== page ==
As described above, on January 24, 2006, EOUSA Director Battle, acting on instructions from Goodling, called Graves and told him to resign. Battle said he told Graves that the Administration had decided to give someone else a chance to serve; that his service was appreciated; that the decision was not based on any misconduct by him; and that he had served admirably and done a good job.
Graves told us that when Battle called him, Graves suspected that the decision was related to the call he had received from Bond’s staffer more than a year earlier. He said he asked Battle if he had a “senator problem.” In their first conversation, according to Graves, Battle “sort of acknowledged that maybe that was it,” but in a subsequent conversation Battle informed him that Senator Bond had “nothing to do with it.” Graves told us that he was ready to move on to the private sector at the time anyway, but he wanted to stay long enough to try a particular case and to have his federal retirement vest. He told us that the Department denied his request to remain as U.S. Attorney long enough to accomplish these objectives.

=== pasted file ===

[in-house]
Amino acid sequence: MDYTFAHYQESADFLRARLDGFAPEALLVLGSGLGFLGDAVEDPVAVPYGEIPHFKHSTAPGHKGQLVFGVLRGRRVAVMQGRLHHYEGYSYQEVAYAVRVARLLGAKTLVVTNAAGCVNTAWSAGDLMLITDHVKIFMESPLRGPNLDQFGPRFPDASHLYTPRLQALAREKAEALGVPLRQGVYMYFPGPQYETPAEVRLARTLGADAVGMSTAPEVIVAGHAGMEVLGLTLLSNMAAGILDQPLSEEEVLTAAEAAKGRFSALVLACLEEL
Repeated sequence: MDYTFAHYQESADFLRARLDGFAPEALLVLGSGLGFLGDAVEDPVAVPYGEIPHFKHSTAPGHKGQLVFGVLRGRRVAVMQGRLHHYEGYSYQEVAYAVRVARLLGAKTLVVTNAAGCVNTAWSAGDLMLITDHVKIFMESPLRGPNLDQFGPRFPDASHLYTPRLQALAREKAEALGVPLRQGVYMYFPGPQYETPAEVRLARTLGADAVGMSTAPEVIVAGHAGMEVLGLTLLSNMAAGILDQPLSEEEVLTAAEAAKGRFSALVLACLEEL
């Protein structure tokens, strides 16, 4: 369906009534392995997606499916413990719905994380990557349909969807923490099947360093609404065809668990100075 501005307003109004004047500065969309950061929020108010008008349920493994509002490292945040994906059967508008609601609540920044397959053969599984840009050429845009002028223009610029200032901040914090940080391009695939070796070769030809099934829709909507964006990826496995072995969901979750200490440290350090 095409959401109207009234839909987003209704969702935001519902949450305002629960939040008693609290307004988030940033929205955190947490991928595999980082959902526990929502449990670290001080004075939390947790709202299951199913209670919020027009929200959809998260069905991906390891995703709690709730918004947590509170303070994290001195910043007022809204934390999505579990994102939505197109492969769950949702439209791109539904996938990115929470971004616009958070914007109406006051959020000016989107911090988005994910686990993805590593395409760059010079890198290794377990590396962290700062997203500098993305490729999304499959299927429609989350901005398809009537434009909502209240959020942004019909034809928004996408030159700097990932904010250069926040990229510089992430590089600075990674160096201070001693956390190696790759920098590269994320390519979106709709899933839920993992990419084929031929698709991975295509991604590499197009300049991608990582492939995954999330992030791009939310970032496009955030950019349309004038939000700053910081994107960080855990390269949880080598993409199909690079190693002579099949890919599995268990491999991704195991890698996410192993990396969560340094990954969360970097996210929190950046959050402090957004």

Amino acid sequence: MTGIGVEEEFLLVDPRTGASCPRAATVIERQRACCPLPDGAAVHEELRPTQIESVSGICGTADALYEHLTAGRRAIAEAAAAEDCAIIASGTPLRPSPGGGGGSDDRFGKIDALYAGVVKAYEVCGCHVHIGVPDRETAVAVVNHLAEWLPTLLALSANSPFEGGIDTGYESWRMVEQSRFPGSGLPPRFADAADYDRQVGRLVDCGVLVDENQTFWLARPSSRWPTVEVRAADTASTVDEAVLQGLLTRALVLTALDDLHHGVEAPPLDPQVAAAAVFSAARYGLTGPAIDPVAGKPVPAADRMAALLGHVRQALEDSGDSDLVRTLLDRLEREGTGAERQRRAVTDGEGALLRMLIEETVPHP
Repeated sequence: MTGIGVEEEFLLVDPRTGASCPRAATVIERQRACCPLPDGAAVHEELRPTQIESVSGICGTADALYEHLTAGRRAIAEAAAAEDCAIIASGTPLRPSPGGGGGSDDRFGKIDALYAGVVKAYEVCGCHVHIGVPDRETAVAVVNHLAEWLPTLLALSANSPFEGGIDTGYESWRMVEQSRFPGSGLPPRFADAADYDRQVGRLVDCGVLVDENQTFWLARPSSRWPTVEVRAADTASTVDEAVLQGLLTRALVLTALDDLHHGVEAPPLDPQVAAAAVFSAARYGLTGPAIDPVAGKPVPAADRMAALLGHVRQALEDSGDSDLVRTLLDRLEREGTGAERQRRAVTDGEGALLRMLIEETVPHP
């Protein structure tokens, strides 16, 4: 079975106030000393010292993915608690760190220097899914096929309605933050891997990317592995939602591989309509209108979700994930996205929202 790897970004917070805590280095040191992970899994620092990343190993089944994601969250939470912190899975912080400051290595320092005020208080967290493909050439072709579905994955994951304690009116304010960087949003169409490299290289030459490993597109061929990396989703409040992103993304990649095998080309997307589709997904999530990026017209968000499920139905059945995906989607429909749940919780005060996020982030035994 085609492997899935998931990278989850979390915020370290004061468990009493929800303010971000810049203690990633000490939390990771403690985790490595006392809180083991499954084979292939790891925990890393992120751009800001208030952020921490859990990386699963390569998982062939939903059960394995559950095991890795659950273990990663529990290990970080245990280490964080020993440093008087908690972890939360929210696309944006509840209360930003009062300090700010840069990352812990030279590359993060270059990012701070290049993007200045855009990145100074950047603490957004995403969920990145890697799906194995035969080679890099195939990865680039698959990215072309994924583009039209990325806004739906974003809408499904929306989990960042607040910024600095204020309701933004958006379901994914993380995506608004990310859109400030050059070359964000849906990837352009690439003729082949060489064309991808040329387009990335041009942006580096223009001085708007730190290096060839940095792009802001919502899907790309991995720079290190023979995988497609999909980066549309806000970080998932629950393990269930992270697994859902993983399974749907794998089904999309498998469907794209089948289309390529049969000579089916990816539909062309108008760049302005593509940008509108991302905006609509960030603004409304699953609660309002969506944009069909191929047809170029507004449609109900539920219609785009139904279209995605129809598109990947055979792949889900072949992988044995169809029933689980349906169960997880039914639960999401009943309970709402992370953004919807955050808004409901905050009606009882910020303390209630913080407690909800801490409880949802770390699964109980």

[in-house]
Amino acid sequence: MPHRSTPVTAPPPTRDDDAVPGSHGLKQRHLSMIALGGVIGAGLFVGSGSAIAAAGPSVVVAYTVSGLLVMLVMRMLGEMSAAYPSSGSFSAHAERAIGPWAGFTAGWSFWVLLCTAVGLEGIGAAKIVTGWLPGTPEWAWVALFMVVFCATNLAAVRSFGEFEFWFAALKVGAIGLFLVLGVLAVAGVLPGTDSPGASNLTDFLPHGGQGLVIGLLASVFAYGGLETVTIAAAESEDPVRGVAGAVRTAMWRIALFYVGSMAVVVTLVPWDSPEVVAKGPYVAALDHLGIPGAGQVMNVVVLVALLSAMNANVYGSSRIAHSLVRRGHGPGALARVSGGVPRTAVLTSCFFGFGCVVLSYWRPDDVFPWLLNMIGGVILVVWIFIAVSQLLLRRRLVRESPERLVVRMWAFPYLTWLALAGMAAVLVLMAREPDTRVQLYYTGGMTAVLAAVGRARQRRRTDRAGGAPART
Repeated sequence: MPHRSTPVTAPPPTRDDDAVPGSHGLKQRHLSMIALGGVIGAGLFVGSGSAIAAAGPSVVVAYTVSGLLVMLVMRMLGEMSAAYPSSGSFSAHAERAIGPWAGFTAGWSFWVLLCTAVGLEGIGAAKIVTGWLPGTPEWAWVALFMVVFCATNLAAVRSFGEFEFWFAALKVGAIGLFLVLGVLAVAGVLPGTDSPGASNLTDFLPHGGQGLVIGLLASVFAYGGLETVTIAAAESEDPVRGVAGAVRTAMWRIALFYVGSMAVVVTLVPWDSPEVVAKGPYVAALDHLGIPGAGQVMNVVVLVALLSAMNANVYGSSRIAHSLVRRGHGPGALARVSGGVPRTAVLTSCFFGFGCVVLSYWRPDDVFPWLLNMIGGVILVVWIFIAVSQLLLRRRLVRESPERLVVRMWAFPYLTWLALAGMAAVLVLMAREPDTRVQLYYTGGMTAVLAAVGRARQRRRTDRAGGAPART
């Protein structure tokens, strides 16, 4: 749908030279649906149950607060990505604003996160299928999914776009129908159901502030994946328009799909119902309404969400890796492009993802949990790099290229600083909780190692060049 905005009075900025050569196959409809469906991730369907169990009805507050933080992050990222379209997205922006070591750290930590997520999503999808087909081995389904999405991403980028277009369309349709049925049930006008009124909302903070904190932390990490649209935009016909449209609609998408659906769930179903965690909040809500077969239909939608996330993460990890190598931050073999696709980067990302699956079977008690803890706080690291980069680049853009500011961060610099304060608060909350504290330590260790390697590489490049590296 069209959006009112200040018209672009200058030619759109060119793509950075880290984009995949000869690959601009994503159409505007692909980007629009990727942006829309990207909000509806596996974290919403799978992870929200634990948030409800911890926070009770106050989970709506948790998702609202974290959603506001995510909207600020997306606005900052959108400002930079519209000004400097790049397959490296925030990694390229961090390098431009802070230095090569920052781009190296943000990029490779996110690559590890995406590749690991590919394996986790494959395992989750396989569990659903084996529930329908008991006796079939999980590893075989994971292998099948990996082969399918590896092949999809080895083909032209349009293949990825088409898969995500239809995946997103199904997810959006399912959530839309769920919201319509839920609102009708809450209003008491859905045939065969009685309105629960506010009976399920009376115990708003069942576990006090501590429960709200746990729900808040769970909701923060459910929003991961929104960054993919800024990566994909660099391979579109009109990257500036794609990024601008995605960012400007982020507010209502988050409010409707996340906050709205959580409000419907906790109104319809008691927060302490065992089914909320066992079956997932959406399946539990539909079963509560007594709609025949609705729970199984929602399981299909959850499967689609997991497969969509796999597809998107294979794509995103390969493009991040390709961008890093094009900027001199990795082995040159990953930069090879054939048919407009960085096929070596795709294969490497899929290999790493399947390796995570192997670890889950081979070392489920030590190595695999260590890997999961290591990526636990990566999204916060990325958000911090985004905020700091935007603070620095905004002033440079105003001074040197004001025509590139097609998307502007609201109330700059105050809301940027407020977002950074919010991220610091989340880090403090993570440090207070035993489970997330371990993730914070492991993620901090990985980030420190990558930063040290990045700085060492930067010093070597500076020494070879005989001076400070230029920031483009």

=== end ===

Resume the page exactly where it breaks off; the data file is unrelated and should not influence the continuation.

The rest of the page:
Graves told us he called Senator Bond’s Chief of Staff in Washington, who was fairly new at that job and was an old friend of Graves. According to Graves, the purpose of the call was two-fold: to find out if his removal was related to the in-state Chief of Staff’s call to him 18 months before and to request more time to try a pending murder case. Graves said the Washington Chief of Staff told him that the Department was claiming that Graves was removed because of poor performance. Graves said he responded that the Department had told him the “exact opposite” when he was told to resign and that he believed his removal was caused by Senator Bond’s in-state Chief of Staff. The Washington Chief of Staff said he would look into it. Graves said that when the Washington Chief of Staff called him back, he told Graves that Bond “went to bat” for him to extend his stay as U.S. Attorney, but the Department refused.